Robredo on HUDCC stint: No one can say I didn’t give it my all

Patty Pasion
'I think everyone in the Cabinet, maybe even those who don't like me, would say that I showed how hardworking I am, that I showed how I fought for housing issues,' says the Vice President

FIELDWORK. Vice President Leni Robredo visits housing projects in Barangay Batia, Bocaue, Bulacan on August 30, 2016. File photo from the Office of the Vice President

MANILA, Philippines – “I don’t think even the President or anyone in the Cabinet can say na nagkulang ako (that I did not give it my all).”

Vice President Leni Robredo believes her performance during her short stint as the chairperson of the Housing and Urban Development Coordinating Council (HUDCC) was not a source of conflict.

Robredo had resigned as housing czar on Monday, December 5, after President Rodrigo Duterte ordered her to stop attending Cabinet meetings – “the last straw” for Robredo. (READ: FULL TEXT: Robredo’s letter of resignation from Duterte Cabinet)

“I think everyone in the Cabinet, kahit siguro ‘yung may ayaw sa ‘kin, would say na ‘pinakita ko kung gaano ako ka-grabe mag-trabaho, ‘pinakita ko kung gaano ko ipinaglaban ‘yung lahat ng issues patungkol sa housing,” Robredo told reporters in a news conference on Monday, after delivering an address to the nation.

(I think everyone in the Cabinet, maybe even those who don’t like me, would say that I showed how hardworking I am, that I showed how I fought for housing issues.)


“Kahit siguro tanungin ‘yung lahat ng housing agencies, ako lang siguro ‘yung HUDCC chairman na personal na nag-a-attend ng lahat ng board meetings. Ako siguro ‘yung HUDCC chair na halos, halos maraming araw sa isang linggo na doon talaga ako nag-o-opisina,” she also said.

(Even if you ask all the housing agencies, I’m probably the only HUDCC chair who personally attended all board meetings. I’m the HUDCC chair who spends most workdays holding office there.)

Accomplishments in HUDCC

Based on a list provided by HUDCC, Robredo’s accomplishments during her 5-month stint include the following:

  • Reducing documentary requirements for processing socialized housing projects from a total of 27 documents to 9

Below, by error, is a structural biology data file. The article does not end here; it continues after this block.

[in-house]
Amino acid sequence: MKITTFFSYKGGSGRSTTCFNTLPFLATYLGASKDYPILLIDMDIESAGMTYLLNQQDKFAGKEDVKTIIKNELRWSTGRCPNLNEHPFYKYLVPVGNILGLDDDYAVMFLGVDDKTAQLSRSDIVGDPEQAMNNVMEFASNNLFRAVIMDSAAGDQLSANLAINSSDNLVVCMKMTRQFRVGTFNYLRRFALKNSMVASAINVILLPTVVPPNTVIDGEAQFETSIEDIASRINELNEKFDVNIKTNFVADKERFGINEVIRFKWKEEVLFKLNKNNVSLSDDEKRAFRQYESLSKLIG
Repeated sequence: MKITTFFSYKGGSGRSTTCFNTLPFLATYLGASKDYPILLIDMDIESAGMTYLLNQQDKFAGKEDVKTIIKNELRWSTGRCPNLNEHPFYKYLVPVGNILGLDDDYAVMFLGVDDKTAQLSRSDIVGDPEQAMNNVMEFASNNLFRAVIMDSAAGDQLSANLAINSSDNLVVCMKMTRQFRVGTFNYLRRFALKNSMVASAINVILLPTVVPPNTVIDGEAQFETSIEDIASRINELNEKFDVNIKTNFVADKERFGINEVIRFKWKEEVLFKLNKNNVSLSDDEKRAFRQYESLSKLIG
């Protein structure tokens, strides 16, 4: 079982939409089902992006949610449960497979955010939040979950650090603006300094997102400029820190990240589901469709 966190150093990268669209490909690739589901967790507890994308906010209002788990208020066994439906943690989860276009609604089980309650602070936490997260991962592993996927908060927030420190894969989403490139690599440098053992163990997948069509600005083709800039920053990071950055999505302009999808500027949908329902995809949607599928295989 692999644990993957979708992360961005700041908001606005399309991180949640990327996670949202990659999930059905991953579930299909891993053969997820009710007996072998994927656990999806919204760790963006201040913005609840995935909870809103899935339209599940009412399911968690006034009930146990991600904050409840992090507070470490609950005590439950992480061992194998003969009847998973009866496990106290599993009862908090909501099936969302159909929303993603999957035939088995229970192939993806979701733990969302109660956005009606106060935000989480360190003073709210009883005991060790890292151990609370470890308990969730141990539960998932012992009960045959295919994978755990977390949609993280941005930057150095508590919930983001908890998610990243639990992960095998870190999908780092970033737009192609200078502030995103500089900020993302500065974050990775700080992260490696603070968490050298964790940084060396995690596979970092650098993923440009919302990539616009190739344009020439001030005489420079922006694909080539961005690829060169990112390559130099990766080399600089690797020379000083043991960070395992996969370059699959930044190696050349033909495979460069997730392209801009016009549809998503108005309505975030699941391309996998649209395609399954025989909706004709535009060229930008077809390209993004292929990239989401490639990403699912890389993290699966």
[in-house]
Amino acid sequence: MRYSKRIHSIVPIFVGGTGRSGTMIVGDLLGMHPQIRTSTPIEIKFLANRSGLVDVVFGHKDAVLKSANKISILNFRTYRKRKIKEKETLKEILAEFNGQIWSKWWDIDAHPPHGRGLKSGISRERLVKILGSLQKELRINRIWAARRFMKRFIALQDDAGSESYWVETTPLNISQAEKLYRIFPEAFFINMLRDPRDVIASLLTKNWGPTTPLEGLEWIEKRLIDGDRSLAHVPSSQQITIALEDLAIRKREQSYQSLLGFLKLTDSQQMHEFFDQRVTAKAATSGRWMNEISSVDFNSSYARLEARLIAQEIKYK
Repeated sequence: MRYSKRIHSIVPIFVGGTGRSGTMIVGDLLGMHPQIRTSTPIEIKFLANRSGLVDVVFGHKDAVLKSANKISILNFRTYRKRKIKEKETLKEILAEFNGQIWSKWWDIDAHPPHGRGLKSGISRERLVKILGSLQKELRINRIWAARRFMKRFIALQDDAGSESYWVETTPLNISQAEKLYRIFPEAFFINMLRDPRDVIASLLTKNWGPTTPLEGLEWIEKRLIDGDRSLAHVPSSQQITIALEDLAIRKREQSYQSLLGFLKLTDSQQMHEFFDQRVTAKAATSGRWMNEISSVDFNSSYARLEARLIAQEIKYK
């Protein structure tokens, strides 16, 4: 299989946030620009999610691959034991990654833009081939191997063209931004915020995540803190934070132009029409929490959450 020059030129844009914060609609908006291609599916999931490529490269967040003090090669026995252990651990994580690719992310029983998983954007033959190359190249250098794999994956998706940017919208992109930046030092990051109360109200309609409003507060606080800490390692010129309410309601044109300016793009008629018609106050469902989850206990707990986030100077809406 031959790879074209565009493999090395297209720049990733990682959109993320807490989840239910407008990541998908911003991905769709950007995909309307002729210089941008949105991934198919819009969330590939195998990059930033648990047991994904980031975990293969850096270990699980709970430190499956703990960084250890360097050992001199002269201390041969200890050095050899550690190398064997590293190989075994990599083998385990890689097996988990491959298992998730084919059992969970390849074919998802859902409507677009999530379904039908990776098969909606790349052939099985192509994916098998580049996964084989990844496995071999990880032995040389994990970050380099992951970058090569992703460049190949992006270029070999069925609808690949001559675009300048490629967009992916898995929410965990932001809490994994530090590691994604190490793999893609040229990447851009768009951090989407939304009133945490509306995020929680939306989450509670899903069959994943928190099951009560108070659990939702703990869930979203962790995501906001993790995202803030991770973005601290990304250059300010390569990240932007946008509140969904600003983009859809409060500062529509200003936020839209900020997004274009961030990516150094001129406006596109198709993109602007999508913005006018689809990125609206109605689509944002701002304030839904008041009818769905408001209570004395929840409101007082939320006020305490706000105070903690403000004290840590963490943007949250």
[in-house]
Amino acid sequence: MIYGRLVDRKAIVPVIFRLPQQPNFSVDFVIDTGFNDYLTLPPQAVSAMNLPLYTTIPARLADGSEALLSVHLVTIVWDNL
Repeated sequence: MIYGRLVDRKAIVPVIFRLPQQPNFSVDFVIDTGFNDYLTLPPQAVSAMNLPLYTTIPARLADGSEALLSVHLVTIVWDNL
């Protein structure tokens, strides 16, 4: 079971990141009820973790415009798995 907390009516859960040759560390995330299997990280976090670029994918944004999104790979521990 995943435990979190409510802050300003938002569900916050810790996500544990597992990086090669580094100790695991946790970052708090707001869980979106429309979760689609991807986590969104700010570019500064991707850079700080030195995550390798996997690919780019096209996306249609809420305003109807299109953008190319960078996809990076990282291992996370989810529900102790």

• Implementing a special lane for processing certificate of tax exemption for transfers of raw land for urgent socialized housing projects  
  • Provision of low-cost housing for 46,000 families as of September 31
  • Developing a system integrating the following data to identify lands available for housing projects: 
  1. ISFs from the Department of Social Welfare and Development’s National Household Targeting System (NHTS)
  2. Geographical information from the European Satellite Agency (ESA)
  3. Title information from the Land Registration Authority (LRA)
  4. Geohazards risk maps
  • P1 billion worth of Urban Development Assistance Fund as incentive to local government units that will create housing boards and develop plans to identify lands tenable for socialized and low-cost housing 

Robredo also led the signing of a memorandum of agreement with the Bureau of Internal Revenue (BIR) and the National Housing Authority (NHA) to fast-track the issuance of a Certificate of Tax Exemption, which is needed for socialized housing projects.

On the Vice President’s Facebook page, her team also posted on Monday a photo album providing a summary of her accomplishments as housing czar.


Pending issues

Despite these listed accomplishments, there are critics who say the Vice President completely failed to cut the housing backlog. Robredo earlier said the backlog could hit up to 5 million this year. (READ: Robredo’s goal: Address 1.4-M housing backlog, less steps)

“There are thousands of idle housing units that can be freely distributed to those in need. Millions are being paid in unjust amortization costs. Profit instead of housing rights have ruled the policy trends of shelter agencies,” said urban poor group Kadamay in a statement.

Kadamay also criticized Robredo’s decision to partner with the private sector to build “decent and affordable” homes either near or within the city. (READ: Robredo eyes private partnership to address housing backlog

“She called for greater participation of the private sector in socialized housing which is as contradictory as it sounds. This policy has given rise to soaring amortization rates and inaccessible housing units for the poor,” the group said.

Kadamay also raised the lack of water and utilities in housing units provided by the government.

Robredo earlier acknowledged that water and utilities in relocation sites were problematic. She had planned to resolve this and other housing issues through a comprehensive housing roadmap being crafted together with the World Bank, which they were aiming to complete by the first quarter of 2017. (READ: Robredo orders inventory of housing data to beat backlog

Even if she resigned from HUDCC, Robredo said housing will still be among the advocacies of the Office of the Vice President. Her other priorities include food security, rural development, public health care, and education. – 

Patty Pasion

Patty leads the Rappler+ membership program. She used to be a Rappler multimedia reporter who covered politics, labor, and development issues of vulnerable sectors.